Ecommerce operators in Rwanda should be more mindful when drafting their terms and conditions and if necessary hire a contract lawyer to assist them to make sure they align with applicable laws and regulations including antitrust laws. This is even more critical in times when the regulator is warming up to tighten the rope for the industry. In addition, people who use online platforms to purchase products and services are encouraged to read the terms and conditions to know beforehand what they are getting themselves into and see if they are comfortable with the terms.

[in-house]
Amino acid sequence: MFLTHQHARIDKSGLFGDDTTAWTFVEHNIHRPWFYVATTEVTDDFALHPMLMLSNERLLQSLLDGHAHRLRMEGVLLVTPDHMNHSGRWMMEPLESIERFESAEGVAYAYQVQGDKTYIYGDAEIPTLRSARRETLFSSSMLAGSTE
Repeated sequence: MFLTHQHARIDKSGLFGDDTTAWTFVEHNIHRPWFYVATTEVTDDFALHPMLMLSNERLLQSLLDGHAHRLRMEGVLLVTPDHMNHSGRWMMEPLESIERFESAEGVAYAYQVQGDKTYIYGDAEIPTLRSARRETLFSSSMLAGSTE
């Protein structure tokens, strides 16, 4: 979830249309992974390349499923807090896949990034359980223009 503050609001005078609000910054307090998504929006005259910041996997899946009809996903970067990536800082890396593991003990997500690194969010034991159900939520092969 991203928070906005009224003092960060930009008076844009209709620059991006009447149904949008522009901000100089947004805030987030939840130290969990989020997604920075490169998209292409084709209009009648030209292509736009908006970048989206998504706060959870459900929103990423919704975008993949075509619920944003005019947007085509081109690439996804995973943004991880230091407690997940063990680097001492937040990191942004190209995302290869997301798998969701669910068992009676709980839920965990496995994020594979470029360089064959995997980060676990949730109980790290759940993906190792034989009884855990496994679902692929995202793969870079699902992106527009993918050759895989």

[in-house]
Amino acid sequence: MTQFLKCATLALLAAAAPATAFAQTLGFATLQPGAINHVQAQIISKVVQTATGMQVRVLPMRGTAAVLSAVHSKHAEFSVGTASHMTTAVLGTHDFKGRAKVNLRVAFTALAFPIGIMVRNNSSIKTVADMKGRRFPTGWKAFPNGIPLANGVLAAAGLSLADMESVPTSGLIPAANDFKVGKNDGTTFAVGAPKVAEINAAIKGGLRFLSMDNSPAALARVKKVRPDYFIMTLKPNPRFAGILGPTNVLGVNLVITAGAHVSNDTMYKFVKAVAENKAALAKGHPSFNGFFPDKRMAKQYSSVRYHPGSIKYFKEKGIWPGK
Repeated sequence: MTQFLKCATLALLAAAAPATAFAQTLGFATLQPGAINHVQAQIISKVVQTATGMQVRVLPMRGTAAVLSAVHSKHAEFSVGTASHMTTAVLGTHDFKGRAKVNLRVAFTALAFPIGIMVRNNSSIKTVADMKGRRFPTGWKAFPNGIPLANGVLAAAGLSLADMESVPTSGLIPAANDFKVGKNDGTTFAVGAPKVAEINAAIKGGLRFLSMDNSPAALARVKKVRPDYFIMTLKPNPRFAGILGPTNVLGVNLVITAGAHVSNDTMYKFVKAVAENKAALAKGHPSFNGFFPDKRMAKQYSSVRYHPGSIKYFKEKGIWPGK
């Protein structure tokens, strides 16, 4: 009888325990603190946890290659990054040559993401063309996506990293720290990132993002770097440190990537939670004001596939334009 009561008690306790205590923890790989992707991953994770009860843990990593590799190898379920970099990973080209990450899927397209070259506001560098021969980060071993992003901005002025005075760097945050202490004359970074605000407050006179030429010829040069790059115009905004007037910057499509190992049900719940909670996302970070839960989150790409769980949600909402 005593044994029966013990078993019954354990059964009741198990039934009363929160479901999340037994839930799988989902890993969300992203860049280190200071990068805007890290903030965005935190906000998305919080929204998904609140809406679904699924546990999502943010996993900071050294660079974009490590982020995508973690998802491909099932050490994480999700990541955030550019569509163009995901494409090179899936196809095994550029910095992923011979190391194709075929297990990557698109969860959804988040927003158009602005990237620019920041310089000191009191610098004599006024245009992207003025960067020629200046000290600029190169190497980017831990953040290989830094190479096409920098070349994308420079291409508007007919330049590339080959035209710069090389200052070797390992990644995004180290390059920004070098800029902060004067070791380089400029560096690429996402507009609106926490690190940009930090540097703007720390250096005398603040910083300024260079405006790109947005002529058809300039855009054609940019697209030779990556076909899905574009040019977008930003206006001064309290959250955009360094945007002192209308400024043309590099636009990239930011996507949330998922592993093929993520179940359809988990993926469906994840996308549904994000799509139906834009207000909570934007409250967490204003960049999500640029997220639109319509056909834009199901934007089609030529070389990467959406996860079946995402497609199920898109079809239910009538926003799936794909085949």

The views expressed in this article are of the author and do not constitute legal advice. Please seek professional advice in relation to any particular matter you may have.
The writer is a corporate and commercial lawyer and Trainee Associate at K-Solutions & Partners